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In the late 1990s, most companies looking to realize the benefits of cloud computing then struggled with application performance, security, interoperability, and management.
Fast forward 20 years and we see almost all enterprises have implemented cloud-first strategies, hosting as many applications or services as possible in the cloud. But it’s not as simple as hosting the applications in centralized cloud data centers somewhere far away. Many applications are hosted in the core cloud, some in regional or metro clouds, some are in private clouds, and many cloud services are distributed across remote sites with local instances of the cloud architecture at the edge.
I think we can all agree that today’s cloud data center architectures are much more complicated. For a review of the increasingly complicated data center architectures emerging, see my blog on distributed, hybrid, tethered edge clouds that focuses on the newest and fastest growing data center location – the edge.
So, what are the main drivers of moving to the edge?
In a nutshell, they include:
- Scale IT Elastically – bursting to central core cloud when needed
- Reduce Latency – especially valuable for time sensitive applications
- Raise Redundancy – “like-for-like” service that mirrors those in the central cloud
- Address Geopolitical Issues – censorship, security, privacy ,and data sovereignty
- Simplify – leverage the cloud provider to design, architect, distribute, manage, and update the services.
And don’t forget that we are in the middle of a data center demand boom. Today’s new automated digital lifestyles and changes to our work culture drive more and more need for data center capacity. On top of that, regulatory constraints must also to be adhered to and corporate IT performance metrics met.
Cloud networking software that enables prioritization and routing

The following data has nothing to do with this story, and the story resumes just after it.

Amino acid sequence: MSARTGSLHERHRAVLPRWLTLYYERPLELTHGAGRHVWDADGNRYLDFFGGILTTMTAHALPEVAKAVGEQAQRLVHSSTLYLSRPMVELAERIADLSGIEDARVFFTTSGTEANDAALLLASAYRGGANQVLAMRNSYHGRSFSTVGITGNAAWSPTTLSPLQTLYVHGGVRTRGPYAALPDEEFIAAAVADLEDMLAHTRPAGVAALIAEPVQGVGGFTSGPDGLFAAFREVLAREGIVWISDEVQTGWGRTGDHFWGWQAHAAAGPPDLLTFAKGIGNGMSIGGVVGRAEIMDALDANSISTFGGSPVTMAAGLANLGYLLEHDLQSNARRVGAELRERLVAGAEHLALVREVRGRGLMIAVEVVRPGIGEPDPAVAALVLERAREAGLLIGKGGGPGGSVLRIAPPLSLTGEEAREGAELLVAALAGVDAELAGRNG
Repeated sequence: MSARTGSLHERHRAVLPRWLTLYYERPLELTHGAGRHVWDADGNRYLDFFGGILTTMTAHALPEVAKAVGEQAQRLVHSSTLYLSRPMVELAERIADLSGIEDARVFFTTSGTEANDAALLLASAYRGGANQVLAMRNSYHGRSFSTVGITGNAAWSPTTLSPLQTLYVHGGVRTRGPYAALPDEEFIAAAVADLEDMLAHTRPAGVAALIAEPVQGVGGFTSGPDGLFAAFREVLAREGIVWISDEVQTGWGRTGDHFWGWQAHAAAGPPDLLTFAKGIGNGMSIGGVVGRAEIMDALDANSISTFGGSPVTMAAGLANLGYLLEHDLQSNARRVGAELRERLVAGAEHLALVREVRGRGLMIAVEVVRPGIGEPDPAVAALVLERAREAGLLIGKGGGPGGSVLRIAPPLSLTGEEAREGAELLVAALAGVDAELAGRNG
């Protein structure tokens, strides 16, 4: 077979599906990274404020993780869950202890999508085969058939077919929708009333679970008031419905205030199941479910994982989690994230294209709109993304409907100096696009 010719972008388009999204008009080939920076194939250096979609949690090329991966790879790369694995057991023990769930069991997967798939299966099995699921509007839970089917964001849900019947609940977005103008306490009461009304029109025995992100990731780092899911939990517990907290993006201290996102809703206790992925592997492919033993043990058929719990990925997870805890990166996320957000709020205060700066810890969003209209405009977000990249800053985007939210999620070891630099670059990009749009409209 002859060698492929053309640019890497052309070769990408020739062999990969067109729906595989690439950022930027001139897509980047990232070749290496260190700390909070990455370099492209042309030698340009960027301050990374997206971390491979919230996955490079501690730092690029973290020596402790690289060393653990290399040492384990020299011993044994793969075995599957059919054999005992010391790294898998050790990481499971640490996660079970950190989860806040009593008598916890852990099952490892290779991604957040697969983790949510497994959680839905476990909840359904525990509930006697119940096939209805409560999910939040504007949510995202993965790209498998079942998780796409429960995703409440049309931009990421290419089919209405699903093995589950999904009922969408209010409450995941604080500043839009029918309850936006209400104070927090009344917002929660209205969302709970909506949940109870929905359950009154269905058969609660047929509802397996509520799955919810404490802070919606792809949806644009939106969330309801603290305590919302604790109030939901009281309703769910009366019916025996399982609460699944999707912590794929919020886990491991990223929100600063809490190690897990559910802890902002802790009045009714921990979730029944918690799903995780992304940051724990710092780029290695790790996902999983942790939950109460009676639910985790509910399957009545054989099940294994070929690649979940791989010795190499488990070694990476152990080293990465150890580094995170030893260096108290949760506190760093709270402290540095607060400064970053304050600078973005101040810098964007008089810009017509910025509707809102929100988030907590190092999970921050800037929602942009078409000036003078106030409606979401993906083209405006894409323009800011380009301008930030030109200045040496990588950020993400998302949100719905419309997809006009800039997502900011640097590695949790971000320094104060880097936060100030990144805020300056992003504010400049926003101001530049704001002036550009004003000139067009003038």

So in the future, which starts now, more processing and application delivery will be done closer to the user and the data. It all makes sense but you may have asked yourself, how does it work? I understand, in theory all of these applications and servers are probably duplicated in different sites and share data and add redundancy. But, which processing or content request goes to which server? The simple answer is cloud networking software that enables prioritization and routing within hybrid data center environments.
Organizations using cloud networking software called application load balancers can deploy it in one, or multiple cloud environments. This includes public and private clouds and distributed edge locations. For example, if you are shopping on Amazon, the request goes through the load balancer and directs it to the preferred data center and server, which may be on a local edge “outpost” of a regional data center or a central core data center.
Elastic Load Balancing can instantly add scale to your applications and improve application reliability via health checks. It can also implement flexible network access transition rules for better security and directly integrate into virtual servers and cloud services.
The user has the power to identify preferences within their network. While most people will default to the fastest response or shortest distance, those are not the only choices for routing algorithms. Users can choose to assign incoming requests to the server with the least active connections, specify server consistency – will always connect to the same server, direct to the server dealing with the least traffic (bandwidth), or direct to the server dealing with the least pending requests.
Drive more performance and an optimal user experience
This is becoming a very hot topic. Client inquiry on the subject of cloud networking has increased dramatically over the past two years. More than five times from the first quarter of 2019 to the first quarter of 2021*, according to Gartner. Companies are desperate to deliver the best customer experience. Driving processing and application delivery to the edge won’t work by just locating the data centers there.
Load balancers and software that lets users define the optimum parameters to deliver the performance needed are key. As edge data centers proliferate, they will run applications from multiple cloud providers. And the load balancers of the future will need multi-cloud capability. Summing it up, properly balanced loads in edge data centers will drive more performance and the most optimal user experience.
For best practices on configuring and deploying at the edge see White Paper 278 Three Types of Edge Computing Environments and their Impact on Physical Infrastructure Selection. Schneider Electric has invested heavily on making micro data center configuration, purchase, and deployment efficient at scale, see our Reference designs with our IT Alliance Partners.
* Market Guide for Cloud Networking Software Published 17 May 2021 – ID G00740639